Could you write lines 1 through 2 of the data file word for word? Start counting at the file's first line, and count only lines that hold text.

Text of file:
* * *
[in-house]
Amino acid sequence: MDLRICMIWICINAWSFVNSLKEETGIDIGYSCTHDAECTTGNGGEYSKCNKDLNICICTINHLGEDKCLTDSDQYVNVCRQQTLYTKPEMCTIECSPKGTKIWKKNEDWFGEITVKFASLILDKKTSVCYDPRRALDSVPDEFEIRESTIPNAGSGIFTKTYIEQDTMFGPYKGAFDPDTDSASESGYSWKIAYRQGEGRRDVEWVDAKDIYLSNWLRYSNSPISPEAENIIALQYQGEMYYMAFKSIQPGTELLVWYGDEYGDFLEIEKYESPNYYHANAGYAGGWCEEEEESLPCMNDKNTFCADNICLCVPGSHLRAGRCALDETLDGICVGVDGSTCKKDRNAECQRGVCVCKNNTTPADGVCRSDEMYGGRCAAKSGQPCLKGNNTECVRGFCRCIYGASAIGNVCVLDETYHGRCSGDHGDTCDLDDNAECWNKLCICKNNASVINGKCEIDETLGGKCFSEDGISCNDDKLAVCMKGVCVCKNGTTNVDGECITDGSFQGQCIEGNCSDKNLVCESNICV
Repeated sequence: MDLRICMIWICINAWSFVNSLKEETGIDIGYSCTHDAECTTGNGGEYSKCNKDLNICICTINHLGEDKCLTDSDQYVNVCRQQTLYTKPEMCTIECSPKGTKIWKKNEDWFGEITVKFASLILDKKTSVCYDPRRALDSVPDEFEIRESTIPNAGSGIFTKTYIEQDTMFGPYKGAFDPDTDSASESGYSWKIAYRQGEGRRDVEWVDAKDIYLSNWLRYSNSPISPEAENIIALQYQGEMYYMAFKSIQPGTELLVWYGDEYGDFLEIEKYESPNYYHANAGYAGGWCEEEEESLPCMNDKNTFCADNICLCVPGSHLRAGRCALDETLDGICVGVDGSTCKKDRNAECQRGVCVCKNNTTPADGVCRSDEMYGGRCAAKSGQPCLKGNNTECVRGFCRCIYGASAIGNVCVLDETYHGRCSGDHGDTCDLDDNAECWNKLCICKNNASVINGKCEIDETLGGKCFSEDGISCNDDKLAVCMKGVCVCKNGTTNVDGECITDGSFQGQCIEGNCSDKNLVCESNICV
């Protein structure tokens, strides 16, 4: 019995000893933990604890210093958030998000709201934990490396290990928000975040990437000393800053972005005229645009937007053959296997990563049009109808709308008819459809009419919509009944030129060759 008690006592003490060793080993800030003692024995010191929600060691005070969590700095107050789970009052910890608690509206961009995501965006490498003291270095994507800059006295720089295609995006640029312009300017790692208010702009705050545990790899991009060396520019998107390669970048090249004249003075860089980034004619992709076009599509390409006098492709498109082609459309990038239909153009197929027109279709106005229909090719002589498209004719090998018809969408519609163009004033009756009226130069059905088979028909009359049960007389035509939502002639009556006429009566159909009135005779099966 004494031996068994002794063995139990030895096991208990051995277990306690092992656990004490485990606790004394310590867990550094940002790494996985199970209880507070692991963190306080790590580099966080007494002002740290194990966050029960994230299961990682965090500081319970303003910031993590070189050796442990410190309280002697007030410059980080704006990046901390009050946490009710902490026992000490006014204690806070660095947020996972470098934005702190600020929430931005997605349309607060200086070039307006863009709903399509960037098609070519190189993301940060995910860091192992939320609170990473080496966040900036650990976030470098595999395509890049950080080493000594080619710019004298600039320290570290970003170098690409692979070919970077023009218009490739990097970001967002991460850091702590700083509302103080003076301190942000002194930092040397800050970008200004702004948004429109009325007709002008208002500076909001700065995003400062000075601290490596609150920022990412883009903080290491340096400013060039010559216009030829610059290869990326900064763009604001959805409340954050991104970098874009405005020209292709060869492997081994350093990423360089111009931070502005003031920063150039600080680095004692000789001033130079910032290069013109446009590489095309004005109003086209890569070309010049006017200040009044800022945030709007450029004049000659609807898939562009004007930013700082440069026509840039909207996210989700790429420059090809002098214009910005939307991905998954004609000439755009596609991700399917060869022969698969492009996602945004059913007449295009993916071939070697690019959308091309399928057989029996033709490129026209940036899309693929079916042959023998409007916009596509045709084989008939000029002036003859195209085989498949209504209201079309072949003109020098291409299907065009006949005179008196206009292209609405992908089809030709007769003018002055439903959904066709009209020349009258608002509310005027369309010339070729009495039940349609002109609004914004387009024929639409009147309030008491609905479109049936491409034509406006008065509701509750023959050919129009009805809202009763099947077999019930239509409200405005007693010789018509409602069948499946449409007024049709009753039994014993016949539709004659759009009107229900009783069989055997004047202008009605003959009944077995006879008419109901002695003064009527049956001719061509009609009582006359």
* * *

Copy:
[in-house]
Amino acid sequence: MDLRICMIWICINAWSFVNSLKEETGIDIGYSCTHDAECTTGNGGEYSKCNKDLNICICTINHLGEDKCLTDSDQYVNVCRQQTLYTKPEMCTIECSPKGTKIWKKNEDWFGEITVKFASLILDKKTSVCYDPRRALDSVPDEFEIRESTIPNAGSGIFTKTYIEQDTMFGPYKGAFDPDTDSASESGYSWKIAYRQGEGRRDVEWVDAKDIYLSNWLRYSNSPISPEAENIIALQYQGEMYYMAFKSIQPGTELLVWYGDEYGDFLEIEKYESPNYYHANAGYAGGWCEEEEESLPCMNDKNTFCADNICLCVPGSHLRAGRCALDETLDGICVGVDGSTCKKDRNAECQRGVCVCKNNTTPADGVCRSDEMYGGRCAAKSGQPCLKGNNTECVRGFCRCIYGASAIGNVCVLDETYHGRCSGDHGDTCDLDDNAECWNKLCICKNNASVINGKCEIDETLGGKCFSEDGISCNDDKLAVCMKGVCVCKNGTTNVDGECITDGSFQGQCIEGNCSDKNLVCESNICV